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Wilderness Adventures - February, Week 2/06

This is about a remote area in west central British Columbia, Canada called the West Chilcotin. Surrounded by numerous glacial mountain ranges, alpine lakes teeming with wild Rainbow Trout, and full of wildlife. Living here goes from no running water or electricity to spacious log homes with all the conveniences and without the smog!
If you would like to see pictures of wildlife, mountains, lakes, exciting snowmobiling, events and more, and read stories like 'Lake Monsters' - just go into Archives on the lower left side of this page.
You can search this site for a subject of interest to you at the bottom of this page.

14/02/2006 11:12 PM

Pan and Rich

Disaster strikes. When Pan and Rich left their old foreman and the head of the Frontier Company that comprised investors in the huge ranch discovered by the two men, it was with the knowledge that they were now taking full responsibility for the ranch and the cattle and horses on it. Otherwise, the investors would have demanded all livestock be moved to the railyard at Vanderhoof and on to Vancouver.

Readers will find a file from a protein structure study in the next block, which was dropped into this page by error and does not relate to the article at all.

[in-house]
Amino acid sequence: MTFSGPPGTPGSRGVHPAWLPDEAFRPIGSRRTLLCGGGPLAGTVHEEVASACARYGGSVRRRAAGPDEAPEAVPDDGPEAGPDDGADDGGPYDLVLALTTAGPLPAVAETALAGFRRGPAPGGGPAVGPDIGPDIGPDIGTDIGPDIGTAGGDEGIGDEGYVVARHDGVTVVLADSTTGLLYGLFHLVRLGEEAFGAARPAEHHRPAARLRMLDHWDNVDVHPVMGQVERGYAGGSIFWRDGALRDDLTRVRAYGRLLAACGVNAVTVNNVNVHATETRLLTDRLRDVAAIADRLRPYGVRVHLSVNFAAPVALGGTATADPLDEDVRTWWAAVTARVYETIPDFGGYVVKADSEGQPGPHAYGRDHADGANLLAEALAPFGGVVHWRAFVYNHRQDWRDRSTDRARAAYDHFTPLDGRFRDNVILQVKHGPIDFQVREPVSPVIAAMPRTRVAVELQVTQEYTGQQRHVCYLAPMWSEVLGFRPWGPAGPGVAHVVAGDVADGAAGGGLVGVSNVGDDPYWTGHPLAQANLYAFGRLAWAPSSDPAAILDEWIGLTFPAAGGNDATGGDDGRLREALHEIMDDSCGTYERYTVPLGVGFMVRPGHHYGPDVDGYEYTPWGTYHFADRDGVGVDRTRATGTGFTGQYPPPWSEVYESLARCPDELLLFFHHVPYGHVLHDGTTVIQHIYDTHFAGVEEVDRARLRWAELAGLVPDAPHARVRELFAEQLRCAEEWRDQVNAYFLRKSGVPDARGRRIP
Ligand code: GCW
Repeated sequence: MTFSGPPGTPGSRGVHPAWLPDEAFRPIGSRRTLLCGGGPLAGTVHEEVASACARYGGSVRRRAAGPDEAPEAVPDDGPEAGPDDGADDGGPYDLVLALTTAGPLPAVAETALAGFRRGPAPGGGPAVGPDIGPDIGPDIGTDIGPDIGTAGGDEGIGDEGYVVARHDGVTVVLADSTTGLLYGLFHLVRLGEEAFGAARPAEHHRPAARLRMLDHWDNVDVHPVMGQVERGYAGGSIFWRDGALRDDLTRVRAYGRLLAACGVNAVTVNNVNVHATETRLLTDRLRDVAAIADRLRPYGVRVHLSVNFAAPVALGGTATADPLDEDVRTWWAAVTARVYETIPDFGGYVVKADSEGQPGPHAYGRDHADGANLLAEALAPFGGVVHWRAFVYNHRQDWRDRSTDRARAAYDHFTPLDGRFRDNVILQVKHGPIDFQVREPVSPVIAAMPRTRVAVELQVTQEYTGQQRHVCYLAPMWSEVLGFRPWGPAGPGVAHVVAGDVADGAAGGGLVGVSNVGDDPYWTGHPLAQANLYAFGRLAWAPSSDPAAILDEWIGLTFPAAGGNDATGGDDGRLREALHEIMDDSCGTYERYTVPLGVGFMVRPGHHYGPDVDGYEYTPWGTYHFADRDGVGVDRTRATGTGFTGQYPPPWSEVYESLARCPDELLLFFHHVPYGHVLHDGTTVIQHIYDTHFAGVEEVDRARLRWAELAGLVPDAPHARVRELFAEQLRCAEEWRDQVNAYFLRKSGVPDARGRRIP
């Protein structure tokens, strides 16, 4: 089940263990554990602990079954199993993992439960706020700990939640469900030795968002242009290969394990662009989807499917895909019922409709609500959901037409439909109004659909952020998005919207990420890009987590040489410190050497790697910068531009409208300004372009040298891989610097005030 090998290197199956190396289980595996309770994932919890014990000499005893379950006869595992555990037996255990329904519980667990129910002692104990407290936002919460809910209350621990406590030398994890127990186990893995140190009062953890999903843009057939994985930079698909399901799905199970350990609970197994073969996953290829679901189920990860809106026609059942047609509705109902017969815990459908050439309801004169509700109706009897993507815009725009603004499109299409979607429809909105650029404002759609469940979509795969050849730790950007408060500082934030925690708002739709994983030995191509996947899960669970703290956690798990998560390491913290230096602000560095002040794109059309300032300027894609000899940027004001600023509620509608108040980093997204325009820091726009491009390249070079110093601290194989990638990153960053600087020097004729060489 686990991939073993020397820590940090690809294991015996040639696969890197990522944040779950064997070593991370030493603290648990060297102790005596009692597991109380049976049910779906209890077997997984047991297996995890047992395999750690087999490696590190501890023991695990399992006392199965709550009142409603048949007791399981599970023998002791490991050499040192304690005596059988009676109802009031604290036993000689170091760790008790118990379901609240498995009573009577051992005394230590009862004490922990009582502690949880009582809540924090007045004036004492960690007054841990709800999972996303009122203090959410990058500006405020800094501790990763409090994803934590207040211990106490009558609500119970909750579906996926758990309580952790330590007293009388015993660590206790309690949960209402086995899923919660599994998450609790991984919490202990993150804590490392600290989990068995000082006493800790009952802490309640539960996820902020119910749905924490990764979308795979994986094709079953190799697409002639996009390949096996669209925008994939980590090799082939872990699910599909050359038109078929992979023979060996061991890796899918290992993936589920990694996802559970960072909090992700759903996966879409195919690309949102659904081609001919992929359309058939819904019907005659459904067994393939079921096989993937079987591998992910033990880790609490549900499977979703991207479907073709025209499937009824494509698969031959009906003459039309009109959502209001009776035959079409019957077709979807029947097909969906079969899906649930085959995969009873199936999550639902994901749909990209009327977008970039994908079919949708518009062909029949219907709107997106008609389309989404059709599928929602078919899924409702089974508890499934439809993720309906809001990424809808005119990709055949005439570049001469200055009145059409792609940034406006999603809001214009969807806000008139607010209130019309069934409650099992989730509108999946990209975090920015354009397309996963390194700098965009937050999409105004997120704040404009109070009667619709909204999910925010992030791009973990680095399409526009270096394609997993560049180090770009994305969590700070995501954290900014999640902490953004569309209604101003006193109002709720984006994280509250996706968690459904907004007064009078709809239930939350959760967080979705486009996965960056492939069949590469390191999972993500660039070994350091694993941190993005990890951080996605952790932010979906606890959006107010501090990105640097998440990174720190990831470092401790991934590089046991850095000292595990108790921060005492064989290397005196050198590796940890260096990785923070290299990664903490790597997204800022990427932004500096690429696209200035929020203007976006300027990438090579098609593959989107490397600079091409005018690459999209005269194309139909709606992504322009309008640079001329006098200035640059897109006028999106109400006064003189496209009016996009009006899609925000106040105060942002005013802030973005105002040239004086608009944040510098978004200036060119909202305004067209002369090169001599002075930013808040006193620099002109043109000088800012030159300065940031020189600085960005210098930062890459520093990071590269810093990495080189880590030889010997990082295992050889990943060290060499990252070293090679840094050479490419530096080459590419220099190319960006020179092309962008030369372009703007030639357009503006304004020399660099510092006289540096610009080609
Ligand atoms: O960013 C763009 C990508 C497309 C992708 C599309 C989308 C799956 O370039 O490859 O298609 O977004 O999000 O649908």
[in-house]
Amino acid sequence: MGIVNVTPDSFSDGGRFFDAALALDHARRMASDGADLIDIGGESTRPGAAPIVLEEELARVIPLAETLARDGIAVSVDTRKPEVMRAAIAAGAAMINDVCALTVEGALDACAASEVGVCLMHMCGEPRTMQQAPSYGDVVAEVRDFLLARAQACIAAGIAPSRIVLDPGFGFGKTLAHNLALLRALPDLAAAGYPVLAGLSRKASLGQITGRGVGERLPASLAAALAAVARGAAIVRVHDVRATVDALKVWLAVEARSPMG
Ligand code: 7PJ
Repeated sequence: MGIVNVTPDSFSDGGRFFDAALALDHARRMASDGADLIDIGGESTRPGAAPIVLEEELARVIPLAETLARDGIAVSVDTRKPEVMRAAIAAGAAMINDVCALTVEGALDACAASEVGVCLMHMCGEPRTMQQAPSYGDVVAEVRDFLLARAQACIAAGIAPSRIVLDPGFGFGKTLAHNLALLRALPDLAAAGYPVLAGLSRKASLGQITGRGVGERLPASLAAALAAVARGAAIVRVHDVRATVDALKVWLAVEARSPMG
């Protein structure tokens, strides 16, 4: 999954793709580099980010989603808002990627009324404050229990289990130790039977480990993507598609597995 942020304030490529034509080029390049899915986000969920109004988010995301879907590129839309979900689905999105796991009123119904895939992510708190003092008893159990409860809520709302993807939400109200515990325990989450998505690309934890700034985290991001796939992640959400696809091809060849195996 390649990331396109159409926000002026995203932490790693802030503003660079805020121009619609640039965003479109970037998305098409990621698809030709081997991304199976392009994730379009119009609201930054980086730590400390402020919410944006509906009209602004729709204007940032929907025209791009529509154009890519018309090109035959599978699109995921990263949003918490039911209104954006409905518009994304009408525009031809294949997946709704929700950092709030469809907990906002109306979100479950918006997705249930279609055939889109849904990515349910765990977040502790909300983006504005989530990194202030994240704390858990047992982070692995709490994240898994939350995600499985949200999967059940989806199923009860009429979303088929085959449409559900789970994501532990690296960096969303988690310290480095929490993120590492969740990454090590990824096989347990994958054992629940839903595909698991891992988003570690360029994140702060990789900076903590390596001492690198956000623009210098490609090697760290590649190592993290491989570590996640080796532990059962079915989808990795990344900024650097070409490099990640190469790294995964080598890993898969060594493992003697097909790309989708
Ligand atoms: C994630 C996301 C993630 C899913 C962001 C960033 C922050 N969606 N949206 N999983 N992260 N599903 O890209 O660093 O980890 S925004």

Both Pan and Rich were savvy cowmen and more than aware that the war would eventually bring high prices for the cattle on the ranch. They just had to get past the hurdle of abandoned hay crops, no men, and no more money injected into the ranch. They stubbornly took that obligation on and headed for the ranch of an equally stubborn man that always had an abundance of hay taken off nearly 4000 acres of meadowland near his homestead. They struck a deal for him to feed 300 hundred head of their cattle, sealed the deal with some good rum and went to bed. They woke to an early snow with over a foot on the ground and more falling steadily. Not only did their host not have his cattle in off the range, but neither did they. They divided pack horses and went their respective ways. Pan to the Home Ranch to gather cattle and Rich to the Batnuni Ranch to gather cattle both to come to their hayman's place, and others to be farmed out to Nazko Indians that had lots of hay put up. Some cattle would be left at Batnuni where the range herd of horses could keep the snow pawed out for a few hundred cattle for the winter and the little hay that was put up before the war started would supplement them.